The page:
In an interesting turn of events, the Pennsylvania General Assembly has recently passed legislation, House Bill 176, that would substantially undermine the Pennsylvania Commonwealth Court's recent decision in Ignatz v. Commonwealth of Pennsylvania, 2004 WL 1057453 (Pa. Commw. May 12, 2004). Whether Governor Rendell will sign this legislation into law remains uncertain at this time, as the governor has informally expressed his concern over the loss of revenue to the state resulting from this change in Pennsylvania's personal income tax laws. The governor has until November 30, 2004, to sign the House Bill.
House Bill 176
Under the provisions of the House Bill, the definition of the term "receipt" for purposes of Pennsylvania's personal income tax law has been clarified to follow federal tax rules. Specifically, the bill revised the definition of "receipt" to provide that:
" ... compensation income of a cash basis taxpayer shall be considered as received, earned or acquired" if the income is 'constructively received' as defined and construed by the regulations and other federal authority under the Internal Revenue Code of 1986."
For this purpose, however, Pennsylvania's Tax Reform Code defines the term "Internal Revenue Code of 1986" to mean the Internal Revenue Code of 1986, as amended to January 1, 1997. Accordingly, the revised definition would not appear to incorporate the recent federal changes to nonqualified deferred compensation plans contained in The American Jobs Creation Act of 2004.
The House Bill also expressly provides that: (i) the amendment is intended to "clarify and confirm the original intent of the General Assembly" in defining the term "received"; and (ii) the amendment shall apply retroactively to causes of action which arose prior to the effective date of this paragraph. Accordingly, this approach should act as a reprieve to employers who have failed to withhold income taxes on prior deferrals and allow for refund opportunities to taxpayers who paid income taxes on prior deferrals.
Ignatz v. Commonwealth of Pennsylvania
In Ignatz, which was decided on May 12, 2004, the Commonwealth Court of Pennsylvania ruled, in a question of first impression, that voluntary employee contributions to an unfunded, non-qualified deferred compensation plan were constructively received for purposes of Pennsylvania personal income tax in the year earned (i.e., the year in which the services are performed, not the year in which the amounts are ultimately paid). The Ignatz decision involved two unrelated taxpayers who challenged the Board of Finance and Revenue's (the "Board") determination that voluntary deferrals under the Giant Eagle Executive Deferred Compensation Plan and the Mellon Bank Corporation Elective Deferred Compensation Plan were constructively received in the year the compensation was earned.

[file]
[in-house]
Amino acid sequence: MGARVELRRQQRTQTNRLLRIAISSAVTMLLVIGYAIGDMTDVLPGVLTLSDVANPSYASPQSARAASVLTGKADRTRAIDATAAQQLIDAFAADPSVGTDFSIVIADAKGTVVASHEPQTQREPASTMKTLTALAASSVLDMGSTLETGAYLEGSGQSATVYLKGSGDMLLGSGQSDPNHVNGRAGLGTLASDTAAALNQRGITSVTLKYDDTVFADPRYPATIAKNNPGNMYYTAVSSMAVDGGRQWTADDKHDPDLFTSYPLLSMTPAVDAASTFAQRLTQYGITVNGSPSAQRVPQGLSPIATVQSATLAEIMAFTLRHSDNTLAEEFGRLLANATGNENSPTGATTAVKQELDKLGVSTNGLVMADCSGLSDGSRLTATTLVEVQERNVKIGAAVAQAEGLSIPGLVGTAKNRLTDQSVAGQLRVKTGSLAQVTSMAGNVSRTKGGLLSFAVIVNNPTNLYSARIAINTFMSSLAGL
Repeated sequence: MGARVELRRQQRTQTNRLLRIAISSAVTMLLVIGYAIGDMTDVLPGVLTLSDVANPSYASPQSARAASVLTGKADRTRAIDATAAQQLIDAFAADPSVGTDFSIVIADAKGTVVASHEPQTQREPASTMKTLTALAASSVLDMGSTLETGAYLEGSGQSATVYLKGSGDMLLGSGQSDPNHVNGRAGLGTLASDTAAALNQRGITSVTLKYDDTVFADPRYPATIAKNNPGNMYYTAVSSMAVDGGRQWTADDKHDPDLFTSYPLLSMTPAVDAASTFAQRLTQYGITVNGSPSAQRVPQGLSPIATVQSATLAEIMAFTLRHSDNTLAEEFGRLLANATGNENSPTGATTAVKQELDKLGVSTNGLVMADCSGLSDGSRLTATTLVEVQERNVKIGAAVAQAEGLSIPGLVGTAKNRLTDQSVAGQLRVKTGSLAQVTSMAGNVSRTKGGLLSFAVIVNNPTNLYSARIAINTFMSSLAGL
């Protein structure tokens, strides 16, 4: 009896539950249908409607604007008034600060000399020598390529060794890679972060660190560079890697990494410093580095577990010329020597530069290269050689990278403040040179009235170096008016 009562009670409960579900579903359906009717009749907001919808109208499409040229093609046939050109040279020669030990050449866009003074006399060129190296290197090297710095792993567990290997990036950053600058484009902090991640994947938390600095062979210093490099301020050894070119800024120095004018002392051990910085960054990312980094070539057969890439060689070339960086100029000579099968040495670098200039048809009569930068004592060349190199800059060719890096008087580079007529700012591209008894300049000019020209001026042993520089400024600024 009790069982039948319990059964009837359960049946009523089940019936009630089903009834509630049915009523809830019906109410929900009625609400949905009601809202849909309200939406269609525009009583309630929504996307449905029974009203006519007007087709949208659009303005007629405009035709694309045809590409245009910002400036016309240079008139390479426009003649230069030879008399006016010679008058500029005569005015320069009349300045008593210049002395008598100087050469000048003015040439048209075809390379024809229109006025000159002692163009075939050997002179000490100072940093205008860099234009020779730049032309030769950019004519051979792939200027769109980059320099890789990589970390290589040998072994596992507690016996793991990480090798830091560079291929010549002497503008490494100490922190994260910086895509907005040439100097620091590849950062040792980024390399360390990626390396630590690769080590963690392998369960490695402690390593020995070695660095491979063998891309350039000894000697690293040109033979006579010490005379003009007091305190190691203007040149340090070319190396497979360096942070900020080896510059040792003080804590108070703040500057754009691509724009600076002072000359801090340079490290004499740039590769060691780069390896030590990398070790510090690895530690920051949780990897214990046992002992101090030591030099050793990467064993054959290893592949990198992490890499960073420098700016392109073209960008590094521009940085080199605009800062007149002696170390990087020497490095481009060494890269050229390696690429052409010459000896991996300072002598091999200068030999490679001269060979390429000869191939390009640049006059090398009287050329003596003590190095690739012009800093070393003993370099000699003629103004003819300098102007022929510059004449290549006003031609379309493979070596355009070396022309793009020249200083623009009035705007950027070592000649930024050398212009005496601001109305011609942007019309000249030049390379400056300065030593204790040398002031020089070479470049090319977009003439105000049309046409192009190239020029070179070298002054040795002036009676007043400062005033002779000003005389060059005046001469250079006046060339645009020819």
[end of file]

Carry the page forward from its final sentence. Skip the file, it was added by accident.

While the court in Ignatz acknowledged that Pennsylvania's constructive receipt rule was virtually identical to the federal constructive receipt rule contained in Treasury Regulation § 1.451-2(a), the court rejected the taxpayers' argument that federal tax principles governing constructive receipt should apply. Rather, the court agreed with the Board's position that the taxpayers' ability to elect to defer all or a portion of their compensation established the taxpayers' requisite control over the compensation thereby resulting in constructive receipt. Accordingly, the court affirmed the Board's determination assessing additional personal income tax, including interest, on the taxpayers.
The Ignatz decision caught the attention of many employers because of its potential application to a broad range of nonqualified elective deferral arrangements. It also raised a number of compliance and employee relations issues for employers sponsoring deferred compensation arrangements by potentially requiring the application of divergent tax principles at the federal and state levels. Currently, the parties to the Ignatz decision have filed exceptions with the court regarding its decision, and oral arguments are scheduled for February 2005.
What Should Employers Do Now?
In light of House Bill 176 and the court's determination in Ignatz, employers are faced with the decision of what, if any, action should be taken at this time. The Pennsylvania Department of Revenue, as part of its ongoing efforts in this area and in response to its recent success in Ignatz, was on the verge of releasing guidance to employers regarding their withholding obligations with respect to nonqualified deferred compensation arrangements. The release of this guidance is currently on hold in light of the recent legislative developments. Accordingly, while employers should continue to evaluate their exposure under existing programs, a wait-and-see approach merits consideration in light of the potential legislative relief that may be forthcoming. To the extent that House Bill No. 176 is enacted, employers and plan participants will need to explore refund opportunities with respect to current and prior years' deferrals.
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